- Length: 127.8 mm / 5”
- Head diameter: 64.2 mm / 2.53”
- Body diameter: 51 mm / 2”
- Weight: 448.5 g / 15.82 oz
High Power Thrower Flashlights
Size compared to other high power flashlights.
Driver & User Interface:
Unfortunately, I didn’t receive a manual with my flashlight. But after asking they were kind enough to send me a digital copy of the manual by email.
- Low, Medium 1, Medium 2, High, Turbo
- Single-click: to last used mode, (mode memory)
- Double click: Turbo
- Triple-click: Moon
- 4 clicks: Lockout mode
- Press and hold >3sec: Turn off/on both battery indicator LEDs on the side
- Half-press: Cycle through the menu from Low to High
- Single-click: (to last used mode, mode memory)
- Double click:
- Press and hold:
- To Turbo: Double click from either off or on
- To Low: Even if it memorized Mid1 or High, with a triple-click from Off you will always turn on in Low.
- To Strobe: 2* double click from Off or 1* double-click from on
- Yes, by default.
Blinky modes menu:
- There is only a strobe mode. 2 times a double click.
Low battery warning:
- The side indicator LEDs will turn red. And the flashlight will blink according to
- 4 clicks from when the flashlight is off.
- Not visible by eye
Batteries & Charging
Many Imalent flashlights have proprietary charging systems, and the RT90 does too. Charging goes at a charging current of up to 2.3A. One word of warning, please always use a USB tester that shows the charge current. The 2 copper charger contact points are quite sensitive, and if you don’t attach them correctly, the charge current can be very low. I’ve noticed mine charging at 0.4A for a while, and after re-attaching the cable, it started charging at a much higher current again. It’s impossible to accidentally reverse the charger cable because the contacts won’t be able to make contact.
Also make sure you clean them regularly with some rubbing alcohol.
Inside the battery pack are 18500 cells, according to Imalent. These are roughly 1.5cm shorter than 18650 batteries, but only have half of their capacity. So adding 1.5 centimeters would have resulted in a much longer output. I tried to open the battery pack, but could only remove the outer ring. The contact board moved a little, but I couldn’t get it out. I have a feeling there is something behind the black plastic ring.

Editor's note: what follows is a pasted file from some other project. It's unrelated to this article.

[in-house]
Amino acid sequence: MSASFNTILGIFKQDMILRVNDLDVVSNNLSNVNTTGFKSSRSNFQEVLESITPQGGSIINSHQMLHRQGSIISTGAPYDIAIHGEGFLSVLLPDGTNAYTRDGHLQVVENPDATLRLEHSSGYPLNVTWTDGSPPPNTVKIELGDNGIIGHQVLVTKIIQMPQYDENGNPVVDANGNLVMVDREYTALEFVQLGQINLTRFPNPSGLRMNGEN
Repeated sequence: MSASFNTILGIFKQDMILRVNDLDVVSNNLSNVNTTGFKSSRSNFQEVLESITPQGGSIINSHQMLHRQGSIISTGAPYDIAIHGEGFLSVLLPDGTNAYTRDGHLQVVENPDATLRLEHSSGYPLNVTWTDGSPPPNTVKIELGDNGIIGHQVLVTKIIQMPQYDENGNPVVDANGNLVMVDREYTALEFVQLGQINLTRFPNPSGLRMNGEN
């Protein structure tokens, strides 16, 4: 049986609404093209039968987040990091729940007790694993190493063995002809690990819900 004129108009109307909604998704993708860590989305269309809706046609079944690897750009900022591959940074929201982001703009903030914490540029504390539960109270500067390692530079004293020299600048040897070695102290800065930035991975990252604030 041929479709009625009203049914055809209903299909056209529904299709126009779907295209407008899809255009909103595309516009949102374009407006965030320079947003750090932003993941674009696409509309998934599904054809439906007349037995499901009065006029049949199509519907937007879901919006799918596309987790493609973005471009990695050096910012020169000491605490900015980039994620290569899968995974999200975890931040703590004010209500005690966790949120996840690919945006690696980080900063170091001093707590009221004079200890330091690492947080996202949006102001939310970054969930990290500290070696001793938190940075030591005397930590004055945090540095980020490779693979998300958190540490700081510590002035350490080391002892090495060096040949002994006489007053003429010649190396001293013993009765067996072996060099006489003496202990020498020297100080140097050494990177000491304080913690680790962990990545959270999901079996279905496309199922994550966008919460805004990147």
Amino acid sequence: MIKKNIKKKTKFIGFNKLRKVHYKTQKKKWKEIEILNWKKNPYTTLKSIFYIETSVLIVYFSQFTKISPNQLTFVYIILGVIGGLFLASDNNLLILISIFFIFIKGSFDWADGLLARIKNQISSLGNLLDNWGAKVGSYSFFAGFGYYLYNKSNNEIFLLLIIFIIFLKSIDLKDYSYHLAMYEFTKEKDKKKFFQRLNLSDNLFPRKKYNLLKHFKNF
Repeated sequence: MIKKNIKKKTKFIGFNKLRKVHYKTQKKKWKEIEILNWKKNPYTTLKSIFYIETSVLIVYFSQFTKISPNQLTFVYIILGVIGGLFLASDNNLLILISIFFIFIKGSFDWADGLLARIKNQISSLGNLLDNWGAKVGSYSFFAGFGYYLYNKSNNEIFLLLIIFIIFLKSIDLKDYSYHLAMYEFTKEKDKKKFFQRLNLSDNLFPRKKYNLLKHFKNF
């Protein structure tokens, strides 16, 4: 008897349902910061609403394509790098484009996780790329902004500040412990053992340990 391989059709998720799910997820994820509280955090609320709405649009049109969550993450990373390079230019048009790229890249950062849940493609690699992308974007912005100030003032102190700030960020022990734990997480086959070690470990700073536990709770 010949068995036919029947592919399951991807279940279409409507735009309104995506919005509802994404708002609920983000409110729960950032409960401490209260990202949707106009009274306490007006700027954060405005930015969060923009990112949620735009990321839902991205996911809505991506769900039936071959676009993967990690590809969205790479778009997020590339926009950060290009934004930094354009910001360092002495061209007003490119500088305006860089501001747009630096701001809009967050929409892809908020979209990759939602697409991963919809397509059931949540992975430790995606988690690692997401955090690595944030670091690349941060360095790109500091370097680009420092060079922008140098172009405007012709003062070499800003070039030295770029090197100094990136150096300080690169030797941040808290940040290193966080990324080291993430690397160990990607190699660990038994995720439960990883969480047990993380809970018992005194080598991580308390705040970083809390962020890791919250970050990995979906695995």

During charge 2 red LED indicators are lit. They are on 2 sides of the body, 90 degrees on each side of the switch.
When the battery runs low, and you try to activate Turbo a few times, the light starts to flicker (like it says in the manual) and turns off. I wished they could just reduce the output to low instead of turning off. Some people may start complaining about this. To me, it happened when I went from Turbo to Strobe, and then double click again to go back to Turbo.. At that point it started to flicker and switch off.
All output numbers are relative for my home-made Integrating Sphere. It is set up with an Extech SDL400 Lux Meter for measurements including a Kenko PRO1D ND-16 filter. The base measurement is done with a Convoy S2+ that has been tested at 255 lumens.
My measurements at the start and after 30 seconds. I usually start with the highest output. Then charge the battery/flashlight, and then do high… I typically don’t charge the battery between measuring the lowest modes because the output won’t drop much anyway. Amps were measured with a Fluke 77III and original probes. Turbo mode could only be checked shortly, or I would blow a fuse and got about 18.9A.
|Mode||Amps||Specifications||@ 30 sec||@ start|
Do you notice that Low mode increases brightness slightly in the first 30 seconds. I couldn’t get to 4800 lumens, but at start, it was pretty close at 4668.
The runtime test was done with the 50cm integrating sphere, including the Kenko Pro1D ND-16 filter and Extech SDL400 data logging Lux Meter.